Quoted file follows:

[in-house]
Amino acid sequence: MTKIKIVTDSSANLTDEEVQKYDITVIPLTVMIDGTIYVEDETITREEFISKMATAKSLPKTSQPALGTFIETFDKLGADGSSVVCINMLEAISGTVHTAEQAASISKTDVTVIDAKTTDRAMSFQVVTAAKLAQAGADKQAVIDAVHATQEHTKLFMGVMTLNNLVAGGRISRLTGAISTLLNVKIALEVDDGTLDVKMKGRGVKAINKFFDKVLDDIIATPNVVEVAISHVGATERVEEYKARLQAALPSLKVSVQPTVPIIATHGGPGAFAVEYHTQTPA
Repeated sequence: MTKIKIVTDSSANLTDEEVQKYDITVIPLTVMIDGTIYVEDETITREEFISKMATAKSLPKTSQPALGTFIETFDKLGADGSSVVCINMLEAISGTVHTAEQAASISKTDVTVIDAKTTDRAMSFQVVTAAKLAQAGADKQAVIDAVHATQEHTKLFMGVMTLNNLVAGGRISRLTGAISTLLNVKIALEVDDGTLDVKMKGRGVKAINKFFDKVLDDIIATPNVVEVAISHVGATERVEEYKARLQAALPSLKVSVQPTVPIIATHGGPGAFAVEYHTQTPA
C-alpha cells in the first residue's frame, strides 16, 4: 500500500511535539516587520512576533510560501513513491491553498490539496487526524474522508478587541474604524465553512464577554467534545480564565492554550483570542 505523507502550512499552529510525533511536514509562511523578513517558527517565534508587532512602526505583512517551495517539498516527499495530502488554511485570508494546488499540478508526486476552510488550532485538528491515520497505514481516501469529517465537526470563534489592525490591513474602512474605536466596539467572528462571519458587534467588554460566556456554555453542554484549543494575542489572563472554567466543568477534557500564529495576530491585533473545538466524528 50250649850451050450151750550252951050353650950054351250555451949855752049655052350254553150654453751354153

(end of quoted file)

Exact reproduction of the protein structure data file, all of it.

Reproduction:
[in-house]
Amino acid sequence: MTKIKIVTDSSANLTDEEVQKYDITVIPLTVMIDGTIYVEDETITREEFISKMATAKSLPKTSQPALGTFIETFDKLGADGSSVVCINMLEAISGTVHTAEQAASISKTDVTVIDAKTTDRAMSFQVVTAAKLAQAGADKQAVIDAVHATQEHTKLFMGVMTLNNLVAGGRISRLTGAISTLLNVKIALEVDDGTLDVKMKGRGVKAINKFFDKVLDDIIATPNVVEVAISHVGATERVEEYKARLQAALPSLKVSVQPTVPIIATHGGPGAFAVEYHTQTPA
Repeated sequence: MTKIKIVTDSSANLTDEEVQKYDITVIPLTVMIDGTIYVEDETITREEFISKMATAKSLPKTSQPALGTFIETFDKLGADGSSVVCINMLEAISGTVHTAEQAASISKTDVTVIDAKTTDRAMSFQVVTAAKLAQAGADKQAVIDAVHATQEHTKLFMGVMTLNNLVAGGRISRLTGAISTLLNVKIALEVDDGTLDVKMKGRGVKAINKFFDKVLDDIIATPNVVEVAISHVGATERVEEYKARLQAALPSLKVSVQPTVPIIATHGGPGAFAVEYHTQTPA
C-alpha cells in the first residue's frame, strides 16, 4: 500500500511535539516587520512576533510560501513513491491553498490539496487526524474522508478587541474604524465553512464577554467534545480564565492554550483570542 505523507502550512499552529510525533511536514509562511523578513517558527517565534508587532512602526505583512517551495517539498516527499495530502488554511485570508494546488499540478508526486476552510488550532485538528491515520497505514481516501469529517465537526470563534489592525490591513474602512474605536466596539467572528462571519458587534467588554460566556456554555453542554484549543494575542489572563472554567466543568477534557500564529495576530491585533473545538466524528 50250649850451050450151750550252951050353650950054351250555451949855752049655052350254553150654453751354153